After you are on the medications for a few days, you will go in for another ultrasound to check on the process of the growing follicles. You will most likely get your estrogen level checked as well, as an increase in estrogen means that your follicles are growing. This will continue for about 10 days until your follicles are at the best they can be, and ready to release an egg.
Trigger shot is administered. This contained HCG, a hormone that will allow ovulation.
36 hours later…
Retrieval of eggs! The follicles are retrieved through a minor surgical procedure. All the developed follicles are removed for fertilization in the lab. The eggs are taken to the lab where the outer membrane is removed, and the ova (egg) is then fertilized with the sperm. Fertilization can happen naturally, where the sperm and the egg are placed together in a petri dish and they come together on their own, or through ICSI, where a single sperm is placed in a pipette, and injected into the ova. This usually happens when the man’s sperm are an issue. The embryos are then left in a dish to divide for 3-5 days.
Day 3 or Day 5 (Embryo transfer)
So depending on the age of the woman, and how well the embryos are growing, transfer will usually occur either on day 3 or day 5 post egg retrieval. Embryo’s that are not chromosomal- normal or compromised will not make it through a very complex cell division. So it is presumed that the 5 day fertilized eggs will survive to a live birth, over the 3 day fertilized eggs because they have gone through the complex cell divisions (some clinics will only transfer 5 day old embryos).
The transfer itself is fairly straight forward. A catheter is inserted into the cervix and threaded about half an inch from the top of the uterus. Then another catheter containing the embryos is inserted, and placed in a nice comfy spot on an ideal implantation area on the uterus. The embryos are then placed in the uterus where they will continue to divide and grow. After that, the mom-to-be is told to rest for about an hour then send home on modified bed rest for a few days.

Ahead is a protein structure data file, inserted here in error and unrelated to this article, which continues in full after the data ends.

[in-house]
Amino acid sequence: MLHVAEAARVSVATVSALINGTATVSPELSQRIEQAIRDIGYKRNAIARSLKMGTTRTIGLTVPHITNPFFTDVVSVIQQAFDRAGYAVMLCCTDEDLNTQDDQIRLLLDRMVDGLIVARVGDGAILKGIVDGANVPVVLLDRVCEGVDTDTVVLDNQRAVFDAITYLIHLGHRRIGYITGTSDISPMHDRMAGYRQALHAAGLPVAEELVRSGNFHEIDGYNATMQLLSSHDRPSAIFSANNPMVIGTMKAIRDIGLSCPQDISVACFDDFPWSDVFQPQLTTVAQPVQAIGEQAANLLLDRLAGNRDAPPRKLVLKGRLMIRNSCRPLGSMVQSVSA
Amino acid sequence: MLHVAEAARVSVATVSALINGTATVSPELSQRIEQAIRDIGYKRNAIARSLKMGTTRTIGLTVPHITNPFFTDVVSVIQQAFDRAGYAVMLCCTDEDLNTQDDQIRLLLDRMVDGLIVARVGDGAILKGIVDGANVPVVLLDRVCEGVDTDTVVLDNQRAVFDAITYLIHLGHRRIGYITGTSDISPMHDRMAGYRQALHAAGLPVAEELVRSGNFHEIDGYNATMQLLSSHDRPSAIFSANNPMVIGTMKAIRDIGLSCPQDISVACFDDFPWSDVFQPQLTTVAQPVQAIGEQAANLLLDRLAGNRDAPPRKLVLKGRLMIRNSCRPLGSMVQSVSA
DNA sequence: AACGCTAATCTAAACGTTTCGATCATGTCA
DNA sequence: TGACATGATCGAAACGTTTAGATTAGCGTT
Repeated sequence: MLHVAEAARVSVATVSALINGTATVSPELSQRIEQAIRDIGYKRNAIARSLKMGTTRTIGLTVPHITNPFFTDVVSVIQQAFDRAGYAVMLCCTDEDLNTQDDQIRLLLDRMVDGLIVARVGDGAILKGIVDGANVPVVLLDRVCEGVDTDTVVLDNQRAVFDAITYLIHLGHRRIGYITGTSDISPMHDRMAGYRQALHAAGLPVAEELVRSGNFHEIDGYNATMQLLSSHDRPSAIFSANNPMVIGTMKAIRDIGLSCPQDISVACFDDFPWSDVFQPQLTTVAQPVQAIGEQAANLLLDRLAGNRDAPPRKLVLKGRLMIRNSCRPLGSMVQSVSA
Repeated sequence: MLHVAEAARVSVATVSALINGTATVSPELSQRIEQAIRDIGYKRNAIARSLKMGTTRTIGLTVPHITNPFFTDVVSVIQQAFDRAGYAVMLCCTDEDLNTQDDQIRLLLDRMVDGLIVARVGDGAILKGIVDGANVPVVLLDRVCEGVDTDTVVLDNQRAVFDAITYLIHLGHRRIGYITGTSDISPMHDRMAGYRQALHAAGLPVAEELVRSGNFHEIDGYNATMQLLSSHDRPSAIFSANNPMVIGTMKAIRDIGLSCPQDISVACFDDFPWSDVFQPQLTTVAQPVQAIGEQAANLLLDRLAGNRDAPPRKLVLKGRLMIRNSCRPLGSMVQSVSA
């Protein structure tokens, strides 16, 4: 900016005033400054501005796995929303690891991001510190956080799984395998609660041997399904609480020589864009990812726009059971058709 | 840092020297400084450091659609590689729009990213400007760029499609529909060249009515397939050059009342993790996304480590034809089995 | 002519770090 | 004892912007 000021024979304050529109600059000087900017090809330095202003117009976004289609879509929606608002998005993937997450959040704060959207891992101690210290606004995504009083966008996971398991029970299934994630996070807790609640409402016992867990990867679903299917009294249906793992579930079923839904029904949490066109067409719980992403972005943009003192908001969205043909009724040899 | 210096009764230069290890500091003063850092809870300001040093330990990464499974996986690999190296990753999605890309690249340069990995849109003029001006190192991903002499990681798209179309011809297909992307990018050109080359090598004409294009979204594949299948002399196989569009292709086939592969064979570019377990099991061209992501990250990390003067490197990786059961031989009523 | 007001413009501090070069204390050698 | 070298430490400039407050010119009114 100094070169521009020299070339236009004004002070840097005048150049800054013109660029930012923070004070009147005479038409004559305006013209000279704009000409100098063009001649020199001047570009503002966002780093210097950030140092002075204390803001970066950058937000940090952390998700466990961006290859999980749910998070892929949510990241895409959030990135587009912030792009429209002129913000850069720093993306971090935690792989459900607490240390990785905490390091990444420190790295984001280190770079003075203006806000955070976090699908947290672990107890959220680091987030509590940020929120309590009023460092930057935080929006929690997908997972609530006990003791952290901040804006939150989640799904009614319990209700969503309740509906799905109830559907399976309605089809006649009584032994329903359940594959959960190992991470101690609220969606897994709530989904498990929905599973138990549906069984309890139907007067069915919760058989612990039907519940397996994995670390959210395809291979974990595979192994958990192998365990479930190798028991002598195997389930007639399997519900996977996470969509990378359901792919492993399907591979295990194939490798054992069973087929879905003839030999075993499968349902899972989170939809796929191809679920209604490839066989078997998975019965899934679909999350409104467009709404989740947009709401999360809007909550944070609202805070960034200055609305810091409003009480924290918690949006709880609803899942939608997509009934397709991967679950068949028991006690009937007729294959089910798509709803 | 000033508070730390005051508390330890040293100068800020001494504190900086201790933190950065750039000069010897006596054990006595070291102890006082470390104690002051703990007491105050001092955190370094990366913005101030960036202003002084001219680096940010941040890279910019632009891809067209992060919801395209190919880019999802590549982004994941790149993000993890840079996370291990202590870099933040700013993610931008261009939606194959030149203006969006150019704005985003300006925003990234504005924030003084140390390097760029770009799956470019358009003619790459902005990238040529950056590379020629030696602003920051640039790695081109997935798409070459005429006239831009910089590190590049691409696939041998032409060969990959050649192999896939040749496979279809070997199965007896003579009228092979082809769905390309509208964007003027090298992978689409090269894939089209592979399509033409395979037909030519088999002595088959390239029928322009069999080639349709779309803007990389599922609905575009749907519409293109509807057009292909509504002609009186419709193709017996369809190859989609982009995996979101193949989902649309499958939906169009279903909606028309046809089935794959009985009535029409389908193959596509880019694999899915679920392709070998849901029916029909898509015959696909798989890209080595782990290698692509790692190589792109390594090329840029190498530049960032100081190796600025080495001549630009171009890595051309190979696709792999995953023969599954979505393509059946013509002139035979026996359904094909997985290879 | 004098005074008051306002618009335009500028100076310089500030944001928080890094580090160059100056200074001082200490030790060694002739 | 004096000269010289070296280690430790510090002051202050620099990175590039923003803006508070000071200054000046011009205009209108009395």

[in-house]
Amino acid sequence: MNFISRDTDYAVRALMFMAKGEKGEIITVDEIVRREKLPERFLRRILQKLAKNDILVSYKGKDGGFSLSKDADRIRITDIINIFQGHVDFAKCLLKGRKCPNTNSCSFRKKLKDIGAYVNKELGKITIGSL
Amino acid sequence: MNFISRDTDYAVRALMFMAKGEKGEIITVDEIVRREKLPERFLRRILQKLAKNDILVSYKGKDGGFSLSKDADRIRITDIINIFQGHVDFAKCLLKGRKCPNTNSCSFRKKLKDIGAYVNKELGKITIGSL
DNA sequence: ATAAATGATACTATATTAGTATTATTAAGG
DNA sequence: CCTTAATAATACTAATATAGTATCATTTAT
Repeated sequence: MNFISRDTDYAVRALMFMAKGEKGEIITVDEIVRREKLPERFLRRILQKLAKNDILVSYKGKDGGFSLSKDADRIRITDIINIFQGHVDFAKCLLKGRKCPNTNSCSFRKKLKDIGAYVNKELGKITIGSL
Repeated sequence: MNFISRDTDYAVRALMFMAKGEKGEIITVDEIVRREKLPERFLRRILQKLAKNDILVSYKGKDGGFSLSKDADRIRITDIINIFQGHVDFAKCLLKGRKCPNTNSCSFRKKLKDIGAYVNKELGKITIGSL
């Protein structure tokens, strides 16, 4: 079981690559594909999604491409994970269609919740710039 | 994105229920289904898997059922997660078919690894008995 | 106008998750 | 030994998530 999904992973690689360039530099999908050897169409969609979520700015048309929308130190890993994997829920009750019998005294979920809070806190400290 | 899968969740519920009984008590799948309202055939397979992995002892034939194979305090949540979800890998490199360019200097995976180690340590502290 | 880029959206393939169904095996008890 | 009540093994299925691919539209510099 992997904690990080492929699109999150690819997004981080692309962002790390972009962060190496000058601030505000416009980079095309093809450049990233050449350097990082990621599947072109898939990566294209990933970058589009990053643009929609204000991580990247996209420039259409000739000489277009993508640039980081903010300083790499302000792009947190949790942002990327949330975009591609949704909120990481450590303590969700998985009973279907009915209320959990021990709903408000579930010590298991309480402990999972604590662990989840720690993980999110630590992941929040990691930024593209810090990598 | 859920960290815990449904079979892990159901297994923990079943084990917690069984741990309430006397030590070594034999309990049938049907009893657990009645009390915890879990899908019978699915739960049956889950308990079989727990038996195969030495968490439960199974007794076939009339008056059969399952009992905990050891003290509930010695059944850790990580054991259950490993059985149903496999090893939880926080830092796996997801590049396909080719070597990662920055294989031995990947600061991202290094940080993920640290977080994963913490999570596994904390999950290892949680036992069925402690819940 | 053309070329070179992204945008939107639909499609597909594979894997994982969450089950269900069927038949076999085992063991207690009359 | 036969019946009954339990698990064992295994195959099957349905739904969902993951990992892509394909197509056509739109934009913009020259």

Two weeks later…
About two weeks later you will take a pregnancy test. You may or may not have had to go in for some testing to see if your progesterone and estrogen were at good levels to maintain a pregnancy. HCG is checked through a blood test, a number about 50 confirms a pregnancy. Once you get a positive pregnancy test, you will receive blood tests every week to make sure HCG is rising and the baby is growing. At 6-7 weeks an ultrasound will be performed to check if there is a heartbeat. After this, women are free to go and plan their births with other providers including midwives.
That is IVF!
In the next blog I will talk about how acupuncture can help during the IVF process, how much acupuncture you should get, and discuss and confront the recent study that came out, stating that acupuncture DID NOT help IVF.